But wait, isn’t there another alternative? How about Google Translate – free on the iPhone? I decided to give Google Translate a whirl, assuming it would be a really poor alternative and would help me realize how powerful SpeechTrans is. First of all Google Translate doesn’t allow you to share with Facebook or any other social network, doesn’t bump, and doesn’t have the two pane window for the conversation to occur.
However, Google Translate has an interface that I actually like better. You have a much vaster choice of languages, 15 of which are available through voice, the rest must be used by typing into the phone. That’s the same number of voices, except that Google Translate gives you 3 kinds of Chinese (Cantonese, Mandarin or Mandarin/Taiwan), and 4 for Spanish (Spain, Latin America, Mexico and Argentina). I had wondered that with SpeechTrans, my limited amount of understanding about language was that the dialects especially in Chinese were pretty extensive, and my roommate in college from Argentina would CONSTANTLY argue with her boyfriend from Cuba about how he mispronounced things in Spanish.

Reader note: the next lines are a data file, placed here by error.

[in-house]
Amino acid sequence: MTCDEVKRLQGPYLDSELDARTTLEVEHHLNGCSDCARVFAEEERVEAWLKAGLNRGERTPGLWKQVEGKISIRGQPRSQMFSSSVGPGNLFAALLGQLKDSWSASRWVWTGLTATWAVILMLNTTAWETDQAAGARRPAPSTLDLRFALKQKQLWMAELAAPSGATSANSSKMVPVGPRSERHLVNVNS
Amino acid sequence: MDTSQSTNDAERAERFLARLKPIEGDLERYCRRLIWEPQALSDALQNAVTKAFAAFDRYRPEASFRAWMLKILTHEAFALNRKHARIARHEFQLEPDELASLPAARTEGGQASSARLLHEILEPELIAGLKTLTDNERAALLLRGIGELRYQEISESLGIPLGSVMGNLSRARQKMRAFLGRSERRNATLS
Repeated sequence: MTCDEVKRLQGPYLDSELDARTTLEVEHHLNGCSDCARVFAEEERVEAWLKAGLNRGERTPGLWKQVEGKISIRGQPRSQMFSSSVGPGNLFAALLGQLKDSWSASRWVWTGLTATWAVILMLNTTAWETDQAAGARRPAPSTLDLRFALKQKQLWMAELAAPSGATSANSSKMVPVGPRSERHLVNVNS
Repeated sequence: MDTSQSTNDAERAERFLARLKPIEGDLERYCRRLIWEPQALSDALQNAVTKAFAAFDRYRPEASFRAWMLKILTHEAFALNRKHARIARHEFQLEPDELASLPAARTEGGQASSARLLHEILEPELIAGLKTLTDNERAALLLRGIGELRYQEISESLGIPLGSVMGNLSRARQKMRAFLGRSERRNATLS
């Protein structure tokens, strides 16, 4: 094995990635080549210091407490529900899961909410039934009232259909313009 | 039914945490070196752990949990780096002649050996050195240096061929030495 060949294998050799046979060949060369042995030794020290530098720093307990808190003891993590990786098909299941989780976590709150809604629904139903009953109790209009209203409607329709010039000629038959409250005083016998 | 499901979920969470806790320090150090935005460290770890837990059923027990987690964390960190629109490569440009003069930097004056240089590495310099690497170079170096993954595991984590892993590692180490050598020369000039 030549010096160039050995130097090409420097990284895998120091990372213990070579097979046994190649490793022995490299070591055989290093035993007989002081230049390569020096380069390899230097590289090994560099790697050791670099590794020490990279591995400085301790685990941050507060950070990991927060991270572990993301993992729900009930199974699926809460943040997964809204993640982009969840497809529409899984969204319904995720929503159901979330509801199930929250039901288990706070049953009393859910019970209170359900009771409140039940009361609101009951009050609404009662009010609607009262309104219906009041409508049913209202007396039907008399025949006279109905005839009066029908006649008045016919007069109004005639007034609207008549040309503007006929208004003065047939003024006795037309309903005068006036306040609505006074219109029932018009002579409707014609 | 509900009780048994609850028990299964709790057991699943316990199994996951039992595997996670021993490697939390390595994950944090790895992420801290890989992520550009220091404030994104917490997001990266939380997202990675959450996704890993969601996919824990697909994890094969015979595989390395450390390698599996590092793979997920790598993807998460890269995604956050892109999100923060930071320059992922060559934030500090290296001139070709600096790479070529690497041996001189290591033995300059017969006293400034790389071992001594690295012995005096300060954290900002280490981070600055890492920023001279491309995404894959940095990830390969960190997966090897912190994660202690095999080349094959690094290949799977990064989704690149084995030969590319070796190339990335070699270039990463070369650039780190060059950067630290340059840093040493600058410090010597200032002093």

Google Translate is more intuitive in how it lets you speak to it than SpeechTrans. In SpeechTrans you have the two red record buttons, but when you touch them, you get a spinning gear for a while, which causes most people to start talking right away. They’re supposed to wait until this weird red symbol that actually means stop comes up on screen, and then you click the stop button when they’re done. In contrast, Google Translate simply puts “speak now” on screen when you hit the microphone button, and then when you stop talking for any length of time it assumes you’re done. I vastly prefer the way Google Translate does this part of the job.
When you’ve translated your voice or text, there’s a button that allows you to enlarge just the text so you can show it to the person you’re trying to communicate with. When you’re ready for them to speak back, you simply click the button to reverse the languages.
As far as accuracy, my more limited tests with Google Translate were not any more successful than SpeechTrans. While people could understand the basic gist of what I was trying to say to them, there were frequent errors that caused confusion at the least, and insult at the worst.